Carey-area rancher John Peavey says he won't rest until all the 25,000 acres on his Flat Top Ranch are protected.
"We'll be working until we run out of land," Peavey said. "Our objective is to put the entire ranch under a conservation easement."
A conservation easement is a binding agreement with a conservation group that places restrictions on what the land can be used for, such as development, in order to protect the environmental value of the space in perpetuity. The landowner donates or sells certain rights to the land in exchange for agreeing to comply with those restrictions and submit to monitoring of the space to ensure the land remains essentially "as is."
So far, Peavey and his wife, Diane, have agreed to protect 1,114 acres of their land in conjunction with The Nature Conservancy and 7,561 acres through the U.S. Natural Resources Conservation Service, a government agency that provides incentives to landowners who agree to protect sage-grouse habitat.
Together, the two easements have brought the Flat Top Ranch nearly $4 million, $217,000 of which comes from the Blaine County Land, Water and Wildlife Levy. Peavey said those funds only help to make up for the ranch's lost value if he ever sells.
"We've seriously devalued the ranch, because there are limited development opportunities now," he said.
Clint Evans, Natural Resources Conservation Service assistant state conservationist for programs, said the program is only available to landowners whose land is prime sage-grouse habitat.
"It takes into account the present state of the ecosystem, as to whether it has active sage grouse leks (mating areas) on site," he said.
So far, $6.3 million in perpetual easements have been granted in Blaine County, $4.5 million of which has gone to the Flat Top Ranch Co. and Lava Lake Lamb and Livestock near Carey.
Mike Stevens, coordinator of Pioneers Alliance, a southern Blaine County conservation organization, has worked with the Natural Resources Conservation Service to make the agency aware of the value of the Pioneer Mountains. He said private land is crucial to preserving the larger landscape due to the patchwork of government and private land in the region.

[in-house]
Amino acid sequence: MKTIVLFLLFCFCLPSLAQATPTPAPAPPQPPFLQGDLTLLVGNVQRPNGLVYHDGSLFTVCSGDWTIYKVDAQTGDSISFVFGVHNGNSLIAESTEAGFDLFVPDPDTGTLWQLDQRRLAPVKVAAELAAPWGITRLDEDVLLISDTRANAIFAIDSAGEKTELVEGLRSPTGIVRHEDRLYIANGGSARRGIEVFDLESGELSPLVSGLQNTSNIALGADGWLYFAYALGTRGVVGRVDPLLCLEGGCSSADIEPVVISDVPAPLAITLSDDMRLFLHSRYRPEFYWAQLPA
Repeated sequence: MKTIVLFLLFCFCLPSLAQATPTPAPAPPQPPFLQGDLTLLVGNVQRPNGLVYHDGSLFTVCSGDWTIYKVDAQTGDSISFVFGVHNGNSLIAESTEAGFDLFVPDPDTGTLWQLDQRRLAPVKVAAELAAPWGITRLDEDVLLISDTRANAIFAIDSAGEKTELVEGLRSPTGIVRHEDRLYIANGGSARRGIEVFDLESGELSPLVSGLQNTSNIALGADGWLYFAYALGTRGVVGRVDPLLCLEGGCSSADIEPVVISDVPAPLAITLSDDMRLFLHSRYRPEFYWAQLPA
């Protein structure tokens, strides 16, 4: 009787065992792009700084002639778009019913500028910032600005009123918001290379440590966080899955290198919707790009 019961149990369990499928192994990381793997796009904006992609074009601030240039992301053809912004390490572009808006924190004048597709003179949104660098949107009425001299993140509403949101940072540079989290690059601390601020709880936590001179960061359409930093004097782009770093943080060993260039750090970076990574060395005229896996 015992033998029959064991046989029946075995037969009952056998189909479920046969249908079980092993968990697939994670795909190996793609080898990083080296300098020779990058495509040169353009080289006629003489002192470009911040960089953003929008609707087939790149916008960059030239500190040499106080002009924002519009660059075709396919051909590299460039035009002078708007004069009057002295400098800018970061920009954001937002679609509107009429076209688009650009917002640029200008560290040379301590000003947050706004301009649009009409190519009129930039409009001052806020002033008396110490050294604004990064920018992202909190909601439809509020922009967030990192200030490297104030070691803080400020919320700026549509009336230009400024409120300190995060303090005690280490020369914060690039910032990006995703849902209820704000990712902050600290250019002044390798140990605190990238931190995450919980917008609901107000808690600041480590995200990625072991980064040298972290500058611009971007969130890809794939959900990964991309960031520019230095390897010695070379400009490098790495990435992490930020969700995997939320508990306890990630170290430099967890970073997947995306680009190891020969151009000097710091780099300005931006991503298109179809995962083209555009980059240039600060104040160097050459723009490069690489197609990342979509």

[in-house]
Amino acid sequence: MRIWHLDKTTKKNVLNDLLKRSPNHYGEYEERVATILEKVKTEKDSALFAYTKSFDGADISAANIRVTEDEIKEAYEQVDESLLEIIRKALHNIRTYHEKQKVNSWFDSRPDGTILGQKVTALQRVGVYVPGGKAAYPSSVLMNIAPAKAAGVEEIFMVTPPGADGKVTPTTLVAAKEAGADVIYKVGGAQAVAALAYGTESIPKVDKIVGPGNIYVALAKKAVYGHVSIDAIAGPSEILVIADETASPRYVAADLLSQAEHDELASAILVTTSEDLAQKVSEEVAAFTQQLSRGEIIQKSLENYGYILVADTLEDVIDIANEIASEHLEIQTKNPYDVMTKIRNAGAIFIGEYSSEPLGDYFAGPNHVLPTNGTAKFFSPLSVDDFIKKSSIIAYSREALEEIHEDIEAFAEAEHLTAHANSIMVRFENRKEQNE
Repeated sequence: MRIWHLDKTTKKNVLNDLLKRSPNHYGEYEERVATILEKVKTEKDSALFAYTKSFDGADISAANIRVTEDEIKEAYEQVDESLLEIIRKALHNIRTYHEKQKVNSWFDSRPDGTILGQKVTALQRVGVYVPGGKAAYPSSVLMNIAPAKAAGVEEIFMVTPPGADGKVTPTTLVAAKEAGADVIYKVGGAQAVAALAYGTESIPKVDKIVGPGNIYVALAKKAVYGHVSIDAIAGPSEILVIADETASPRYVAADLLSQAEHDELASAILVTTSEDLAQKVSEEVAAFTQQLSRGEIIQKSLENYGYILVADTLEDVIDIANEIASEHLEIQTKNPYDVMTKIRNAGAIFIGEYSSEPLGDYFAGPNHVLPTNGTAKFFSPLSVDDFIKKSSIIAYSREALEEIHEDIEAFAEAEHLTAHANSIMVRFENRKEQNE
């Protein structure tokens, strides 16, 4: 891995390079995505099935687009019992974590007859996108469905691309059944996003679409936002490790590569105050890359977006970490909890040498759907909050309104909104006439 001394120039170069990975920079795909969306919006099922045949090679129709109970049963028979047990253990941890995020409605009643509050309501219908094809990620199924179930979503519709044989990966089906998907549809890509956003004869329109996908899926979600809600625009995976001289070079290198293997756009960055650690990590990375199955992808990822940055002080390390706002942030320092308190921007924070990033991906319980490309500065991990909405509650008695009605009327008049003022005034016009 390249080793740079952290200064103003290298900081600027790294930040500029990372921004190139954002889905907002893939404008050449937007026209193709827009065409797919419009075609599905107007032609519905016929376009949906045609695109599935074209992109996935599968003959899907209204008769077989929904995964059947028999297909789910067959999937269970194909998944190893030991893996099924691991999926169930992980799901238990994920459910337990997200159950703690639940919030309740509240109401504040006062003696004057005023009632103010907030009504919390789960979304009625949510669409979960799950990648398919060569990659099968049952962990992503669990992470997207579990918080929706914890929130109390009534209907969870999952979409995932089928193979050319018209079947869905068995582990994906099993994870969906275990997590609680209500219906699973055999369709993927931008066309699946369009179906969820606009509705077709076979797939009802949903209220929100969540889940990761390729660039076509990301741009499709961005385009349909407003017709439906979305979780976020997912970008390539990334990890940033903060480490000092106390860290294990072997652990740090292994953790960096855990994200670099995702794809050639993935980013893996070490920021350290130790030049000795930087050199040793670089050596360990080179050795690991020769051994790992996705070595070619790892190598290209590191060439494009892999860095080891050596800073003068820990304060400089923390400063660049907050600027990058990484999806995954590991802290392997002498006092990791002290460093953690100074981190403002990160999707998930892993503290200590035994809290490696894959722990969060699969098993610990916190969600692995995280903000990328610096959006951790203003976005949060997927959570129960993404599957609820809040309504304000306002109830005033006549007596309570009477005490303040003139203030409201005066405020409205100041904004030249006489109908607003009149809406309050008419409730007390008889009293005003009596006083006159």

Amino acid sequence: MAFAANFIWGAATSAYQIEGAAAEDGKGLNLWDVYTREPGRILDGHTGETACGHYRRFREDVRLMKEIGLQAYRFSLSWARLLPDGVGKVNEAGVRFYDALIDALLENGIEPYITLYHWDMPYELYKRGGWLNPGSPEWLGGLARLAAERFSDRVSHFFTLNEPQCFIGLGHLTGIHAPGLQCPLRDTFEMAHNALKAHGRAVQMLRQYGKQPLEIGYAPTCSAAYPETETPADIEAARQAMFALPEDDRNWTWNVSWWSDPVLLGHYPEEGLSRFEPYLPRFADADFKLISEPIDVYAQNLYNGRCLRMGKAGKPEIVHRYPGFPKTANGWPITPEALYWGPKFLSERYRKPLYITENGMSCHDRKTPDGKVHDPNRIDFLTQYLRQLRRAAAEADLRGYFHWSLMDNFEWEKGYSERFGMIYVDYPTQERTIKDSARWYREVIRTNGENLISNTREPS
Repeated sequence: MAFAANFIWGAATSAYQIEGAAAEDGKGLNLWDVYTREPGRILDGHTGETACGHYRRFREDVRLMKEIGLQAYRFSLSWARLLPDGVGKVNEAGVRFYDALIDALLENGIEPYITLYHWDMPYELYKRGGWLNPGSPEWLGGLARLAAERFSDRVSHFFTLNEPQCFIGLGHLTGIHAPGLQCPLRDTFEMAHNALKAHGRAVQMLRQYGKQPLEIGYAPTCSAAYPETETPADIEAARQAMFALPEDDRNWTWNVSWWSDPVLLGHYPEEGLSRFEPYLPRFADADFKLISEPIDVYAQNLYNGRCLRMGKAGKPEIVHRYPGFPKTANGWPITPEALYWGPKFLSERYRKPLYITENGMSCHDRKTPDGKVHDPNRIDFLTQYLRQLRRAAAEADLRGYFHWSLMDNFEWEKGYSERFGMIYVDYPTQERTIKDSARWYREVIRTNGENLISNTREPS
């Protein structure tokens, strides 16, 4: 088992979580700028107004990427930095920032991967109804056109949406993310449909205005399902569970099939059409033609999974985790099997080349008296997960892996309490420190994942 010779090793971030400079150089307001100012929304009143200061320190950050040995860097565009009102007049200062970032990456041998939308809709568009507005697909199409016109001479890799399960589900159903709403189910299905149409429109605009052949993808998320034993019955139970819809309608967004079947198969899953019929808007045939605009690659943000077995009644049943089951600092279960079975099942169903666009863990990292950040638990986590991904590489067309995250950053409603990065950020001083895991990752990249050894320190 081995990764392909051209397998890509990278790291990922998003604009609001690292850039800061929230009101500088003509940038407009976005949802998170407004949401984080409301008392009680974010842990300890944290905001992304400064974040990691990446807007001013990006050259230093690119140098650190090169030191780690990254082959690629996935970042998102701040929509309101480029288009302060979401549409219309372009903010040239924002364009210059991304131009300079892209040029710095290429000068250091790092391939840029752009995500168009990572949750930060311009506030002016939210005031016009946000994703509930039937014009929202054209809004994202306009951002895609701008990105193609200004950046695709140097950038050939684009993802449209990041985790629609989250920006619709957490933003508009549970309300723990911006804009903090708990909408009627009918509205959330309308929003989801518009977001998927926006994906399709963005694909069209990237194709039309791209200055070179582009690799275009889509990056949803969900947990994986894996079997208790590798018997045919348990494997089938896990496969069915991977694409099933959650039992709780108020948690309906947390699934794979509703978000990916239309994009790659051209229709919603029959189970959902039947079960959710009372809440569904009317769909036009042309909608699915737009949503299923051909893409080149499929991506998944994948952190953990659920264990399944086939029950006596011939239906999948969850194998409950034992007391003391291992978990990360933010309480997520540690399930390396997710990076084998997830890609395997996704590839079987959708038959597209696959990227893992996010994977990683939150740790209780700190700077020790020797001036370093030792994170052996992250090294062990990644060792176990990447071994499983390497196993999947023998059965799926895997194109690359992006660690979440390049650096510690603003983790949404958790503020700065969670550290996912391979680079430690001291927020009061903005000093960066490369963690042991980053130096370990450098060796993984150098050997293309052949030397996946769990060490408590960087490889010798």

"You really can't protect the Pioneers and Craters [of the Moon National Monument] landscape without protecting private lands," he said. "If you want to think big and accomplish truly meaningful landscape conservation, you have to consider private ranches."
Specifically, Stevens said the Flat Top Ranch has a widely diverse landscape that not only provides sage-grouse habitat but is also part of one of the longest pronghorn antelope corridors in the West.
"Everyone assumed the antelope would go straight south from Carey," Peavey said. "I think that what happened thousands of years ago is that the lava flow blocked their route going south. Now they go way over east ... to Wyoming."
Peavey said that though his easements don't limit grazing on his land, he has already taken measures such as fence work and deterring raptors—who eat sage grouse eggs—from perching or nesting on the property.
"With the right range management, the land can improve for sage hens as well as for sheep and cattle," he said.
However, some neighboring ranchers have said distribution of conservation funds is unfair, and that the easements don't hold landowners accountable enough for management.
"I just don't understand why [Peavey] is getting all this money," said Rex Garner, owner of the Moonstone Ranch near U.S. Highway 20. "I just feel it should have been distributed to other ranchers as well. I just can't see where one person should get $3.4 million. It just seems crooked to me."
Garner said he applied for an easement as well, but was told all of the funding for 2011 had been allocated. Evans said Garner's application has been rolled to the 2012-13 funding season.
According to the Natural Resources Conservation Service, six other ranches received funds for conservation easements in 2011. Though none gained as much as Peavey, Evans said this was because funding is based on the amount of acreage a rancher offers. He said none of the other ranchers gave up as much as Peavey did.
Garner also objected to Peavey's connections, including his role with the North Magic Valley Sage Grouse Working Group, a group of state biologists, wildlife experts and interested citizens dedicated to keeping sage grouse off the endangered species list. He contended that gave Peavey easy approval of his applications for funding.
Regan Berkley, wildlife biologist with the Idaho Department of Fish and Game and the group's head facilitator, could not be reached for comment. Peavey denied the allegation, saying he was only helped in his application by Stevens (who is not a member of the group) and the Pioneers Alliance.
"That's absolutely false," he said. "I don't have any idea what you're talking about. It's taken forever to work through all the nooks and crannies."
Peavey said he's applying to protect his ranch not for the money, but because as a fifth-generation Idahoan he feels a deep connection to his land.
"We love the lay of the land and the meadows and the hills and the mountains and the streams," he said. "We'd love to leave the ground as it is today, forever."
Katherine Wutz: email@example.com